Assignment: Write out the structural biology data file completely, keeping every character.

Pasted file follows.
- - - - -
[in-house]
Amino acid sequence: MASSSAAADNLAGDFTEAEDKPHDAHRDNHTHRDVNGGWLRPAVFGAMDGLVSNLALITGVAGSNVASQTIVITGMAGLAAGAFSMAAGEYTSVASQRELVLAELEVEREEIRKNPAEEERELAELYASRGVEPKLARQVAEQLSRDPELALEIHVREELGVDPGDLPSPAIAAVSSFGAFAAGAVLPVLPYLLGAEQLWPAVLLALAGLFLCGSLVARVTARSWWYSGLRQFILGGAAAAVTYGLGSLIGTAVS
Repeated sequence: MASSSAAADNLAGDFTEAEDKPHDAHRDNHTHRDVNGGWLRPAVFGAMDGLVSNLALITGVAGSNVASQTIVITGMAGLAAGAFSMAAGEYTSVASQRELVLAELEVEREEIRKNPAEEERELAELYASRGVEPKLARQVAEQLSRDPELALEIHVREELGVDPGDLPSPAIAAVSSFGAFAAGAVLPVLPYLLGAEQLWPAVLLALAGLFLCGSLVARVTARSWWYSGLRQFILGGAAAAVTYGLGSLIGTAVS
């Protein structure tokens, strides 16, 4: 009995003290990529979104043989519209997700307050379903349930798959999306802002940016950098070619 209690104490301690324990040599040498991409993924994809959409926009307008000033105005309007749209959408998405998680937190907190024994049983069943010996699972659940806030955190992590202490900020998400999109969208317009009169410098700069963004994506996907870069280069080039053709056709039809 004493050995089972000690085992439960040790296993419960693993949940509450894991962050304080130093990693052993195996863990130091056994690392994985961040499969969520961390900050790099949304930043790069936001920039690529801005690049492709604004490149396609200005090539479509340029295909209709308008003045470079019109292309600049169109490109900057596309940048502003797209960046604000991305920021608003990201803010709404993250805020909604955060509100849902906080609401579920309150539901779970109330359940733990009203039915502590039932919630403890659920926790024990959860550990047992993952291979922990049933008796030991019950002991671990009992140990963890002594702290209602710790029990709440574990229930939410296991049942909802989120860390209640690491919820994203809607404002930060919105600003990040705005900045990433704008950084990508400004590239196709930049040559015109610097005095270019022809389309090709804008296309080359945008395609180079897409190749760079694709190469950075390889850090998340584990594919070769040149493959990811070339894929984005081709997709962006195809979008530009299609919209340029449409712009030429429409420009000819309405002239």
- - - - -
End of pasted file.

[in-house]
Amino acid sequence: MASSSAAADNLAGDFTEAEDKPHDAHRDNHTHRDVNGGWLRPAVFGAMDGLVSNLALITGVAGSNVASQTIVITGMAGLAAGAFSMAAGEYTSVASQRELVLAELEVEREEIRKNPAEEERELAELYASRGVEPKLARQVAEQLSRDPELALEIHVREELGVDPGDLPSPAIAAVSSFGAFAAGAVLPVLPYLLGAEQLWPAVLLALAGLFLCGSLVARVTARSWWYSGLRQFILGGAAAAVTYGLGSLIGTAVS
Repeated sequence: MASSSAAADNLAGDFTEAEDKPHDAHRDNHTHRDVNGGWLRPAVFGAMDGLVSNLALITGVAGSNVASQTIVITGMAGLAAGAFSMAAGEYTSVASQRELVLAELEVEREEIRKNPAEEERELAELYASRGVEPKLARQVAEQLSRDPELALEIHVREELGVDPGDLPSPAIAAVSSFGAFAAGAVLPVLPYLLGAEQLWPAVLLALAGLFLCGSLVARVTARSWWYSGLRQFILGGAAAAVTYGLGSLIGTAVS
């Protein structure tokens, strides 16, 4: 009995003290990529979104043989519209997700307050379903349930798959999306802002940016950098070619 209690104490301690324990040599040498991409993924994809959409926009307008000033105005309007749209959408998405998680937190907190024994049983069943010996699972659940806030955190992590202490900020998400999109969208317009009169410098700069963004994506996907870069280069080039053709056709039809 004493050995089972000690085992439960040790296993419960693993949940509450894991962050304080130093990693052993195996863990130091056994690392994985961040499969969520961390900050790099949304930043790069936001920039690529801005690049492709604004490149396609200005090539479509340029295909209709308008003045470079019109292309600049169109490109900057596309940048502003797209960046604000991305920021608003990201803010709404993250805020909604955060509100849902906080609401579920309150539901779970109330359940733990009203039915502590039932919630403890659920926790024990959860550990047992993952291979922990049933008796030991019950002991671990009992140990963890002594702290209602710790029990709440574990229930939410296991049942909802989120860390209640690491919820994203809607404002930060919105600003990040705005900045990433704008950084990508400004590239196709930049040559015109610097005095270019022809389309090709804008296309080359945008395609180079897409190749760079694709190469950075390889850090998340584990594919070769040149493959990811070339894929984005081709997709962006195809979008530009299609919209340029449409712009030429429409420009000819309405002239």